• Letting people take pics of me, taking selfies (it’s not a bad word) with my loved ones, and posting pics on my social networks. I have more pics of me from the past year and a half than from the previous 10 put together. I don’t Photoshop out fat, wrinkles or birthmarks.
  • Buy myself beautiful clothes that I love, rather than waiting until I’m a specific size, because damn it, I’m worth it.
  • Taking some time for myself every day, even when work is super busy, and my personal life is super crazy.

Your list would probably look different, but do you have a list? If not, maybe it is time to start wooing yourself a little. It doesn’t have to be about things that cost money (although jewelry is always nice) but about giving yourself permission to feel good about you. After that, everything else gets easier.

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7 thoughts on “Would You Talk To A Friend That Way?

  1. Beautiful. Thanks for sharing. Such a reminder. I love that your daughter (with your help) “got it.” It’s true. I was just talking about this same thing with a friend of mine today. Not even 4 hours ago. This bad self talk is a wide spread problem! We all do it! We’ve got to stop it. I’ve always liked myself, in theory, but the package of the last 7 years, has been hard to live with. And sweet me, I was so mean and frankly, nasty to myself. I would not dream of saying things like that to anyone, not even people I’m not fond of, so why to myself? As I’ve lost a few pounds, and become more conscious of what I think and say to me, we’ve become friends again… the REAL me and the talking me. Best wishes!! Thanks for the thoughtful post. You’re daughter’s lucky to have a mom like you, and no doubt you, her.

    Liked by 1 person

  2. Yes, everything yes!

    It takes a long time to get self love, but you have to make time for it, and you need SELF CARE!

    I started years ago with the rule of “No Self Deprecating Humor”. Years ago I was always down on myself, mocking myself as if that would excuse me, I asked my friends for help and when I get down on me they reminded me of my rule.

    Next step was the fake it till you make it bit. Act like you are the coolest person in the world, and one day you may believe it.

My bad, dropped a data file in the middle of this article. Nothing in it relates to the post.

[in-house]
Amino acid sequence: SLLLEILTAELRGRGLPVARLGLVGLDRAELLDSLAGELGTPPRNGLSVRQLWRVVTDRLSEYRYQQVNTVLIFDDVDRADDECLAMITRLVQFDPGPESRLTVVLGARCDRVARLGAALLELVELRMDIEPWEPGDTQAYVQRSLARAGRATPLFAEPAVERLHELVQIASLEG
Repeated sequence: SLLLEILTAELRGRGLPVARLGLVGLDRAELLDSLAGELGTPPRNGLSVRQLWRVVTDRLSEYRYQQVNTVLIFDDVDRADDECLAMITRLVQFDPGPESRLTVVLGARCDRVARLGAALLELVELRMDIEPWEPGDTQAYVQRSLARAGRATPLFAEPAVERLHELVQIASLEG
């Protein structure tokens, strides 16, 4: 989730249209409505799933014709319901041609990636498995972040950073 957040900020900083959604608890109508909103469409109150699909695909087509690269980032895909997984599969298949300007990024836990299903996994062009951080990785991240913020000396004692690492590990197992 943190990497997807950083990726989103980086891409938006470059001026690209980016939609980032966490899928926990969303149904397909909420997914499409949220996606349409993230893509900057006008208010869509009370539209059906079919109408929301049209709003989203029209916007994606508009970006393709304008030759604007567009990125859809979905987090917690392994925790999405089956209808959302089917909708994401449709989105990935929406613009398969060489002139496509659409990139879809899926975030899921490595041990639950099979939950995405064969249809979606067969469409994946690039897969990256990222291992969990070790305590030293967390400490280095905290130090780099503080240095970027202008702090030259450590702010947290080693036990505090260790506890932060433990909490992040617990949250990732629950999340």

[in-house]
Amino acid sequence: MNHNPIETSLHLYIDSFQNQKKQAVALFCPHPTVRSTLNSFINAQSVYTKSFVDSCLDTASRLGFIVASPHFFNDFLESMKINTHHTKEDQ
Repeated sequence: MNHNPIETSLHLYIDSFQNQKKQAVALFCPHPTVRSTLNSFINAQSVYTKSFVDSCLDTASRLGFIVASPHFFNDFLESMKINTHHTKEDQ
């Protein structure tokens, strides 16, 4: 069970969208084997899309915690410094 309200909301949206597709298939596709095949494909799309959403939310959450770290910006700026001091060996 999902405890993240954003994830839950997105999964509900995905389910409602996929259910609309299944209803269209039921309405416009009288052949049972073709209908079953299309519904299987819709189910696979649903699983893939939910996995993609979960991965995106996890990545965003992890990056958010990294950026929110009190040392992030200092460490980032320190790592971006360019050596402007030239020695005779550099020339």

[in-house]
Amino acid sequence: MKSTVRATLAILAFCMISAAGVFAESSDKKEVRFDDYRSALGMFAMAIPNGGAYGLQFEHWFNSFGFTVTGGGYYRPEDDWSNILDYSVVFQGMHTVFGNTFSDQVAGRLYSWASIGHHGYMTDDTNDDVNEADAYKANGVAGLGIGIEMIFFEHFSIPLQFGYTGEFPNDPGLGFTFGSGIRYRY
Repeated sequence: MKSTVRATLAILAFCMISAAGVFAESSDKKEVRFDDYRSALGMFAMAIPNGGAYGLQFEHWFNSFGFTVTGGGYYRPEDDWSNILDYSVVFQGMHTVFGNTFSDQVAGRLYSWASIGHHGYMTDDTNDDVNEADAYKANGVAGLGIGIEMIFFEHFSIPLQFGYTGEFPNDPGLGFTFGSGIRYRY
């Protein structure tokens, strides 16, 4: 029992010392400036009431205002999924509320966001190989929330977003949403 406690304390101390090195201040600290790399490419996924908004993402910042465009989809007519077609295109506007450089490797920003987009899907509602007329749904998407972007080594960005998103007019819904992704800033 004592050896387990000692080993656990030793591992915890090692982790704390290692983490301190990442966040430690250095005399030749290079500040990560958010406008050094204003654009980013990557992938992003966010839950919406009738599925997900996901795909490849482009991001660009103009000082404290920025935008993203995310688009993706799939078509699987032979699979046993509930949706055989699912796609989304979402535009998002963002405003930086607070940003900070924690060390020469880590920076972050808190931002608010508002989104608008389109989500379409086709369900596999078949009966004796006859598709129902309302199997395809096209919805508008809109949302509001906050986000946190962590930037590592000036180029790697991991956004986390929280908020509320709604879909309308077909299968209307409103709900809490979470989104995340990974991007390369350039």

Selfies, pictures of yourself, are a must. Don’t be missing from events, get in those pictures, and share them. It took me a long time to not make my tummy a little smaller, and to fix my arms, but now, with my cell I love taking pictures and uploading without even a filter, it feels empowering.

    Buy more mirrors! I’m on this step now. I bought two big mirrors recently, I have one in the living room and one in my office. This lets me look at myself and check myself out, I can look at myself now and like what I see. I compliment myself and find things to love.

    treat yourself, self care is important. find the things that make you feel good and do them. I take baths with nice bath stuff. Buy myself fun underthings (its my thing). Add color to my hair. Take the time to do my hair the way I like it. Treat myself to sushi every now and then, esp when I feel like I deserve it.

    Don’t punish yourself. I’m living more in the Health at Every Size method, with intuitive eating and activity that I like (OK LOVE) not depriving myself of food (I love food, I love cooking, sharing with others, I love the whole experience of it) and not forcing myself to workout at the gym doing things I hate, instead I bike, I do martial arts, I walk, I do what I like. It’s a form of treating myself.

    Now that I have all of this self love I share it with others. When I hear my friends talk bad about themselves I say “Don’t talk about my friend that way” and try to help them see themselves as I see them. Sadly, it doesn’t work well until they can get it, till they decide to start loving themselves.

    Like

  3. Pingback: TBT: Would You Talk To A Friend Like That? | fitfatrun